Mexican comic writer Francisco Haghenbeck dies of COVID-19 at 56
Mexican comic book writer and screenwriter Francisco Haghenbeck died Sunday morning from complications related to COVID-19.
Comic book writer and screenwriter Francisco Haghenbeck passed away this Sunday morning at the age of 56. The comic book writer was hospitalized for early pneumonia last Friday. Hanghenbeck lost his battle this Sunday morning in a hospital in Tehuacán, Puebla, after having had respiratory complications related to covid19. His relatives and some institutions communicated the unfortunate fact.
Lamentamos el fallecimiento del escritor novelista y guionista de cómics mexicano, Francisco Gerardo Haghenbeck. Ganador del Premio Nocte 2013 al mejor libro extranjero con su obra “El diablo me obligó". pic.twitter.com/ku88oftzDM
— Secretaría de Cultura de la Ciudad de México (@CulturaCiudadMx) April 4, 2021
The Coordination of Cultural Diffusion of the National Autonomous University of Mexico also lamented his departure, recognizing that "Mexican graphic novels and comics would not be the same without the work of Francisco Haghenbeck. We regret the passing of this indispensable writer and screenwriter. Our condolences to his family and friends".
Haghenbeck has been recognized for being the only Mexican to have written a Superman comic for DC Comics. Along with Oscar Pinto and Brian K. Vaughan, he wrote the Superman Annual 2000: The Newest Heroes South of the Border Comic.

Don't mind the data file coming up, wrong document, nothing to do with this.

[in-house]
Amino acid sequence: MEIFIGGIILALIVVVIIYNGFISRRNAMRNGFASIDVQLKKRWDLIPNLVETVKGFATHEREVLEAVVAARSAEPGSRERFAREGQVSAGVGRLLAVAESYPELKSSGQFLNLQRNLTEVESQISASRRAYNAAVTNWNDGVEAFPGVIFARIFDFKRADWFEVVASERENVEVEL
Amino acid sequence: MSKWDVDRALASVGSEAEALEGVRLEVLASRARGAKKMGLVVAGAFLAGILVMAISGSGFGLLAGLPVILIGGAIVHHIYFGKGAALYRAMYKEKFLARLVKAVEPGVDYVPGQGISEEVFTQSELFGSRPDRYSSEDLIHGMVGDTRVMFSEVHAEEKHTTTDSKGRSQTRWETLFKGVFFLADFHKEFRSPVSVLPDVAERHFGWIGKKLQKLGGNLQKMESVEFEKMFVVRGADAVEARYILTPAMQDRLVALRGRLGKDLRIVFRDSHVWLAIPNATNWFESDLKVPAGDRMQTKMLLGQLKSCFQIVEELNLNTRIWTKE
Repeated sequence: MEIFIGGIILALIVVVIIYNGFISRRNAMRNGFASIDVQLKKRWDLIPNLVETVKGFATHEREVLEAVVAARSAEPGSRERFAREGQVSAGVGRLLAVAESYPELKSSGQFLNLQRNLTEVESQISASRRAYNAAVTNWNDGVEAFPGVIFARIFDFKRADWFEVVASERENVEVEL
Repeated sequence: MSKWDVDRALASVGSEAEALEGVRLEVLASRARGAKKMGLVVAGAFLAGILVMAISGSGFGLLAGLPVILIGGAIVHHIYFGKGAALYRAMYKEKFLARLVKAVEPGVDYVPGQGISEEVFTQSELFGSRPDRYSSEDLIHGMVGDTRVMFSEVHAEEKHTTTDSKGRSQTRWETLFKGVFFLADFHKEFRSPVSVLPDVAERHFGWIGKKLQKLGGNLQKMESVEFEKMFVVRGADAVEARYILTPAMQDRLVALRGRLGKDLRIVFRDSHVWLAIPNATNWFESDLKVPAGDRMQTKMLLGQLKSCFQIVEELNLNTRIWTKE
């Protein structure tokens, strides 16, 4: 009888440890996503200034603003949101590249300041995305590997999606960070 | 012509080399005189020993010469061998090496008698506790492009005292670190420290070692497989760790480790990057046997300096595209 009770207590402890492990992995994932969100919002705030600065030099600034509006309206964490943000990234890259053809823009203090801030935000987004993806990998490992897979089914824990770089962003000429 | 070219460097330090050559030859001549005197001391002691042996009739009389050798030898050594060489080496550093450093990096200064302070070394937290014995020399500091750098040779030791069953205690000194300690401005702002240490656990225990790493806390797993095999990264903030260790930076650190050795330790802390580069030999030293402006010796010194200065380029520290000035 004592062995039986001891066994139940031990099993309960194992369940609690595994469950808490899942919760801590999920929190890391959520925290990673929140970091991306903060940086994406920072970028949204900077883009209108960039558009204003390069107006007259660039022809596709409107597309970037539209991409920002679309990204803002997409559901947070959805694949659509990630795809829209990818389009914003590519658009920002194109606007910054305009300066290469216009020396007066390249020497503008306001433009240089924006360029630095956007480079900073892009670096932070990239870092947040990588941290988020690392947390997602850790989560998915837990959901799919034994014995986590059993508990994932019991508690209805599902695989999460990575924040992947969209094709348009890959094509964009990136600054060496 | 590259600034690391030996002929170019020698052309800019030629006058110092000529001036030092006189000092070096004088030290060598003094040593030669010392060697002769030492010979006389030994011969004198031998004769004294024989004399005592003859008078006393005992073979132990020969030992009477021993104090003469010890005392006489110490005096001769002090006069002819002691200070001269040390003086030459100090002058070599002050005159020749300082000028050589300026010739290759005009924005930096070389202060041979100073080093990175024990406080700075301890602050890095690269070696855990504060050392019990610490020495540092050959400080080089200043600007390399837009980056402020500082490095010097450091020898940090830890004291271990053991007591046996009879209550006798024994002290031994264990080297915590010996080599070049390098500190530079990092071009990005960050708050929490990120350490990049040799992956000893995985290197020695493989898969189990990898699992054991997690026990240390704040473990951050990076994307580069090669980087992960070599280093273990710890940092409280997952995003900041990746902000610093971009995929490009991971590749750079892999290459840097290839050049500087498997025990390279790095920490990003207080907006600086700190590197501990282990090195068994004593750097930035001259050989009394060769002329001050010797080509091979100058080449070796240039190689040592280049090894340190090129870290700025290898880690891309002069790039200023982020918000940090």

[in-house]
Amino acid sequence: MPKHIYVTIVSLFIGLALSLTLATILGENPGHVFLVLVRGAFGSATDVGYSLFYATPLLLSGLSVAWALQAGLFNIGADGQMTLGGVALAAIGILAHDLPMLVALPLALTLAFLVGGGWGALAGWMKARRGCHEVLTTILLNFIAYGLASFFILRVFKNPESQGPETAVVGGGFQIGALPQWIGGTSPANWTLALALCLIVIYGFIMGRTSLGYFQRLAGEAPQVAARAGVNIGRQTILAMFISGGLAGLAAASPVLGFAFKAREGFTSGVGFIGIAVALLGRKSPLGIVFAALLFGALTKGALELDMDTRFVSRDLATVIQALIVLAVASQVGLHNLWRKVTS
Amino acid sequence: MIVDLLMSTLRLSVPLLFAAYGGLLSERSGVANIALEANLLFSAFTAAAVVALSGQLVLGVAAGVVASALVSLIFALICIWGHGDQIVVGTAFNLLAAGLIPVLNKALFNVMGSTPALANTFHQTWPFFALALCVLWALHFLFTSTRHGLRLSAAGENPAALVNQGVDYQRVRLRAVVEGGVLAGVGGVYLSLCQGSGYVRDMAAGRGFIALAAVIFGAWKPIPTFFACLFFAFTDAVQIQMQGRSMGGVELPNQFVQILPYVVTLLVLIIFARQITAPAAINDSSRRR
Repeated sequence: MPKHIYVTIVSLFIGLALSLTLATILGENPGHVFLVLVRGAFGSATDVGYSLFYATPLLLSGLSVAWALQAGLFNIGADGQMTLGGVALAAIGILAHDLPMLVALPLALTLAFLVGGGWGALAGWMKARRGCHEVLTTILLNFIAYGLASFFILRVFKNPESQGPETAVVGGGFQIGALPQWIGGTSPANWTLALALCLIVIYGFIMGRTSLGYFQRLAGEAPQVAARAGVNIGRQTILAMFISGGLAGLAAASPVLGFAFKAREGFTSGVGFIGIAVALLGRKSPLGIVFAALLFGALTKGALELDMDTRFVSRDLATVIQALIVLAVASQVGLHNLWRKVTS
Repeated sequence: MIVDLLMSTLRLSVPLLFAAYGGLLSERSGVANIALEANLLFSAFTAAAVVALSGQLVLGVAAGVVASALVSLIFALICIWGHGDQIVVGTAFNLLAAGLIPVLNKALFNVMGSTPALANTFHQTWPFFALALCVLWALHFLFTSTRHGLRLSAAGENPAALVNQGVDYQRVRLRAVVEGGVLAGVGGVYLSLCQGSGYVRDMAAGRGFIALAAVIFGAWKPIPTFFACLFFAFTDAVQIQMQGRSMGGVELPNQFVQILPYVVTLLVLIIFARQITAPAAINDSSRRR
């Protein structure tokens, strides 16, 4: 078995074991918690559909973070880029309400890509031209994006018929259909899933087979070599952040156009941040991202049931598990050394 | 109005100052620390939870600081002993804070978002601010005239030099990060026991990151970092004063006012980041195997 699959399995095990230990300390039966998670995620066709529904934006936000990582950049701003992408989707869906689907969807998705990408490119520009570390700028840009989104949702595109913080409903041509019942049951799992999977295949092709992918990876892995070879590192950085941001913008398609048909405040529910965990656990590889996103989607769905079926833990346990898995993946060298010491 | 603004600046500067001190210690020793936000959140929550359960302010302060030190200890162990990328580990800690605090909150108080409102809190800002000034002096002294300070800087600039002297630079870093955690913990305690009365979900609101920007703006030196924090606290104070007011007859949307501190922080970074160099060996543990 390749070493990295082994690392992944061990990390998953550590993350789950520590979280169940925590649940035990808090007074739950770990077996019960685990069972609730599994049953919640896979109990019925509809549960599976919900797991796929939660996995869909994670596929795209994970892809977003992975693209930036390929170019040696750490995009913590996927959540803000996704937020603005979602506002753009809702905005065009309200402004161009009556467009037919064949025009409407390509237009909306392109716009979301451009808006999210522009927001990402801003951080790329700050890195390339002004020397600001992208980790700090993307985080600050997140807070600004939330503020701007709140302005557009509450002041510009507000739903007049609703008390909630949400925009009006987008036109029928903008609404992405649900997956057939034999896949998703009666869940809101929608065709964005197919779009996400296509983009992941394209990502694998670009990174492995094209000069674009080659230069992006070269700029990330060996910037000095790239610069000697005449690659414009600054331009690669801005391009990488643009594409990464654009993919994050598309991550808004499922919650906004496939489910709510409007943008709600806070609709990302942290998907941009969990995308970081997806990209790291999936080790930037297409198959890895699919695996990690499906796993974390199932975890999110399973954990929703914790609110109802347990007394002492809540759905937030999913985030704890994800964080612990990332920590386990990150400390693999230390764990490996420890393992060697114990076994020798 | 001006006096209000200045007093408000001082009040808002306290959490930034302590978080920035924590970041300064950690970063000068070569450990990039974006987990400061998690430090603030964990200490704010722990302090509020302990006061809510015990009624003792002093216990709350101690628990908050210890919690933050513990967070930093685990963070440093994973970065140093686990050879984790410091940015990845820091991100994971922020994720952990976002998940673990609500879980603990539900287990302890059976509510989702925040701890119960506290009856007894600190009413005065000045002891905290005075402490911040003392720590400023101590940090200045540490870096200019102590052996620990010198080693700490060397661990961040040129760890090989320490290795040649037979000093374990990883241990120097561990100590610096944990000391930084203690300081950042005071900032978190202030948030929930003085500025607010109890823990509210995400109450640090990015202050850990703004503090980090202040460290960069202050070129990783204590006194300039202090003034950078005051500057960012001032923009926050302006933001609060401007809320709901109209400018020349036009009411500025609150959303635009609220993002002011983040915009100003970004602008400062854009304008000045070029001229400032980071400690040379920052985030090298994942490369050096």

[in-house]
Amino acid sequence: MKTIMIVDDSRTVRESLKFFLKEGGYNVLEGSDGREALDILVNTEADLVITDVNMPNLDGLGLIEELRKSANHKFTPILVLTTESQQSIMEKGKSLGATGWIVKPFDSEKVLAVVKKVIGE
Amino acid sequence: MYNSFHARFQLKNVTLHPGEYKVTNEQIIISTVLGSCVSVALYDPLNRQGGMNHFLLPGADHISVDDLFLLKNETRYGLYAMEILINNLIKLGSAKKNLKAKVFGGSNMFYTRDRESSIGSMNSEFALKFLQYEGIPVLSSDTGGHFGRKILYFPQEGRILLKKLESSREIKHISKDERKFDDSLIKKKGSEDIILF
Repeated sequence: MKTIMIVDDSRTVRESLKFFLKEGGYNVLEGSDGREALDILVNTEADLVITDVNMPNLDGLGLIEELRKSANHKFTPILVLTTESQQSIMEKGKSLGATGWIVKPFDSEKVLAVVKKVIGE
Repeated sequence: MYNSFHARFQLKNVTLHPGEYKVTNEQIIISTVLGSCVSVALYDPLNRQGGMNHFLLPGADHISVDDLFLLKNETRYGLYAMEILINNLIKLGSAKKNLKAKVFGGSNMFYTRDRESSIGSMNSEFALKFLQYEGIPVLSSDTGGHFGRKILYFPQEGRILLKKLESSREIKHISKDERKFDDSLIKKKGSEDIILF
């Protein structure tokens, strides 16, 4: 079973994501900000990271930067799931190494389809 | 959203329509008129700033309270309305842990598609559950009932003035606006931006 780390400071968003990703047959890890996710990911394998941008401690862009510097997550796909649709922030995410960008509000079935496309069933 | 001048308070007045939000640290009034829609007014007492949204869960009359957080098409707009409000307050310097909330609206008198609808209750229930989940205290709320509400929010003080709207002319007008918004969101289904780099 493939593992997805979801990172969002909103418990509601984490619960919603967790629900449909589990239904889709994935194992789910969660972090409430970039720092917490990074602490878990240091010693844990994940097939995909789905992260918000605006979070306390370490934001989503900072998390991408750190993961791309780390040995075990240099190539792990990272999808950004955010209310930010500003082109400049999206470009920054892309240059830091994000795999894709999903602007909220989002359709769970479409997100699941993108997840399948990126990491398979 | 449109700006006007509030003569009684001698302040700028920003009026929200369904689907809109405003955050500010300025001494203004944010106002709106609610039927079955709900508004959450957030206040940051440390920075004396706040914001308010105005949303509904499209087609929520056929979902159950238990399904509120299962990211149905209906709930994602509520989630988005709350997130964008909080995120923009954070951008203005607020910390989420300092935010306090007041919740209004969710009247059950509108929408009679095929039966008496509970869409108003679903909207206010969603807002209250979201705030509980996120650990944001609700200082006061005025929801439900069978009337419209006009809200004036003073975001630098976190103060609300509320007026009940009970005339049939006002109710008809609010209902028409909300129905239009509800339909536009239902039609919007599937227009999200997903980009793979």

He was co-writer and co-creator of Crimson, a series of fantasy and horror comics, first published by Image Comics and later as part of DC Comics' Wildstorm line. Creator of Alternation, from Image Comics.
His novel El diablo me obligó (2011), served as inspiration for the Netflix to make the Diablero.
F.G. Haghenbeck's latest novel, Sangre helada, was published in October 2020 and tells a history that shows the ravages of World War II in Mexico, where the Mexican government interns the German migrant population in a concentration camp in the former military fortress of Perote, Veracruz. An impressive history of terror.
Haghenbeck was born in Mexico City in 1965, studied architecture at La Salle University, worked in several museums and founded the publishing house dedicated to Mexican comics Costal de Huesos. He was a prominent writer of noir novels such as Trago amargo, El caso Tequila, Por un puñado de balas and El libro secreto de Frida Kahlo. But he was also a great comic book artist and one of the only Mexicans to work for DC Comics.
His important legacy will always be remembered.